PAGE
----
Newark Female Charitable Society
Women’s Heritage Trail
“Surely the women of 1803 would be pleasantly surprised by the changes over the long years. The snowball they started rolling in the age of Jefferson has grown larger, and changed shape…however times have changed, Newarkers of 1803 and 1903 would recognize the mission as the same: to lift up the hearts of the neglected,
(Inscription in the two boxes on the right) (Top box)
The Newark Day Center is on the New Jersey Women’s Heritage Trail because of the significant contributions of so many New Jersey women in caring for the people in their community.
The New Jersey Women’s Heritage Trail highlights a collection of historic sites located around the state that represent the significant contributions women made to the history of our state. The Heritage Trail brings to life the vital role of women in New Jersey’s past and present.
Erected by New Jersey Historic Trust-Historic Preservation Office.
Marker series. This marker is included in the New Jersey Women’s Heritage Trail marker series.
Location. 40° 43.933′ N, 74° 10.561′ W. Marker is in Newark, New Jersey, in Essex County. Marker is on Halsey Street. Touch for map. The marker is affixed to the exterior wall of the building on the left side of the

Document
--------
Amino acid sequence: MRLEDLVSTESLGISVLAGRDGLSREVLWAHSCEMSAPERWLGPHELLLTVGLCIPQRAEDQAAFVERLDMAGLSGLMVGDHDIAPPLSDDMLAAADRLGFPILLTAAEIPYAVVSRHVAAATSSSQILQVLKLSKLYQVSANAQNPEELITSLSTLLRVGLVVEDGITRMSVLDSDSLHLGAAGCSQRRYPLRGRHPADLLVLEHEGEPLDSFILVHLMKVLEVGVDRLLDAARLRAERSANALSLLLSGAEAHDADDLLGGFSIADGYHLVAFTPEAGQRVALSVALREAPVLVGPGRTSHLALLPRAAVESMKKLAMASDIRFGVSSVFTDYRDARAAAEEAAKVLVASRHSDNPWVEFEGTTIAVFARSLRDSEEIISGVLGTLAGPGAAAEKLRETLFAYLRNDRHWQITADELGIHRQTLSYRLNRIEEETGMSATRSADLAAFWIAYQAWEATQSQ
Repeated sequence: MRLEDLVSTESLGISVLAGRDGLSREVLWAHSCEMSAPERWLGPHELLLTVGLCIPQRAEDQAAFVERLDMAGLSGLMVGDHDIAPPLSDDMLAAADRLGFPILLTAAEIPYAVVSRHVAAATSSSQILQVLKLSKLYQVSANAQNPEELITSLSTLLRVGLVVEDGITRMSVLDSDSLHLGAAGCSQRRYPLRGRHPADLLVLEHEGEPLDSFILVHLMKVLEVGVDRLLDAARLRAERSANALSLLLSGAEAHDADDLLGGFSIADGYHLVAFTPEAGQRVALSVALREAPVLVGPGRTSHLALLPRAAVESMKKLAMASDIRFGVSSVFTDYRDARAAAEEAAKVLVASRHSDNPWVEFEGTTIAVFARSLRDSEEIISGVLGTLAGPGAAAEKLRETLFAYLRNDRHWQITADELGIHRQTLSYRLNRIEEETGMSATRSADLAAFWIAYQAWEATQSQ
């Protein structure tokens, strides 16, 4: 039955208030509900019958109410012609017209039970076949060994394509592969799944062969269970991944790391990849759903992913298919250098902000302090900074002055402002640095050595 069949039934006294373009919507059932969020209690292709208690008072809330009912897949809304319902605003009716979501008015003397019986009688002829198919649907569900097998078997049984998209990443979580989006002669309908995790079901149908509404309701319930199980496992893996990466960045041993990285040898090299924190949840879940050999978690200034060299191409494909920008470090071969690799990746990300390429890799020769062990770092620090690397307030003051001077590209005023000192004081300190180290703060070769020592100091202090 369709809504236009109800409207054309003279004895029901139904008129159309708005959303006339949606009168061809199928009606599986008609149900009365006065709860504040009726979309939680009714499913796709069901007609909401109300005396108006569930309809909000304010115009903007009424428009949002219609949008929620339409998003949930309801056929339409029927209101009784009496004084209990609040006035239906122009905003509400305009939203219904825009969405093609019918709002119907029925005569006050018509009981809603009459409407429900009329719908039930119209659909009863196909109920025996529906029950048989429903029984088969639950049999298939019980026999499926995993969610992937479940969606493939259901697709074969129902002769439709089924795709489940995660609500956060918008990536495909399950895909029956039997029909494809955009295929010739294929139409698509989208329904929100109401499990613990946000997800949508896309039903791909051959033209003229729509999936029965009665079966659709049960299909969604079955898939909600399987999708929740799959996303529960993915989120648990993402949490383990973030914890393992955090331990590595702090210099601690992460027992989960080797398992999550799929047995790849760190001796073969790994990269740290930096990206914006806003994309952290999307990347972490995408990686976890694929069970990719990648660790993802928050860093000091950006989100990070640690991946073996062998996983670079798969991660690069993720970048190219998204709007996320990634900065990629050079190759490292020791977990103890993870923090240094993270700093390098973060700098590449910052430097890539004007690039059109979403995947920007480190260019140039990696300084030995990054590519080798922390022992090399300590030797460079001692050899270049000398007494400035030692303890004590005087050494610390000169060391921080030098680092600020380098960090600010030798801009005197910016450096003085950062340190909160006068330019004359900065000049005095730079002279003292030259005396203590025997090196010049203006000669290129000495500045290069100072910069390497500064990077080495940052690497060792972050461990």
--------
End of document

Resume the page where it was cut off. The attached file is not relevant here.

Other nearby markers. At least 8 other markers are within walking distance of this marker. Historic Site-Grace Church (about 600 feet away, measured in a direct line); “Old First” (approx. ¼ mile away); First Settlers of Newark (approx. ¼ mile away); Newark Covenant (approx. ¼ mile away); Revolutionary War Soldiers and Patriots Memorial (approx. ¼ mile away); Lincoln Post Memorial (approx. 0.4 miles away); This Liberty Pole (approx. half a mile away); Elisha Boudinot and General Lafayette (approx. half a mile away). Touch for a list and map of all markers in Newark.
Categories. • Charity & Public Work • Women •
Credits. This page was last revised on June 16, 2016. This page originally submitted on May 11, 2016, by Don Morfe of Baltimore, Maryland. This page has been viewed 127 times since then. Photos: 1, 2, 3. submitted on May 11, 2016, by Don Morfe of Baltimore, Maryland. • Bill Pfingsten was the editor who published this page.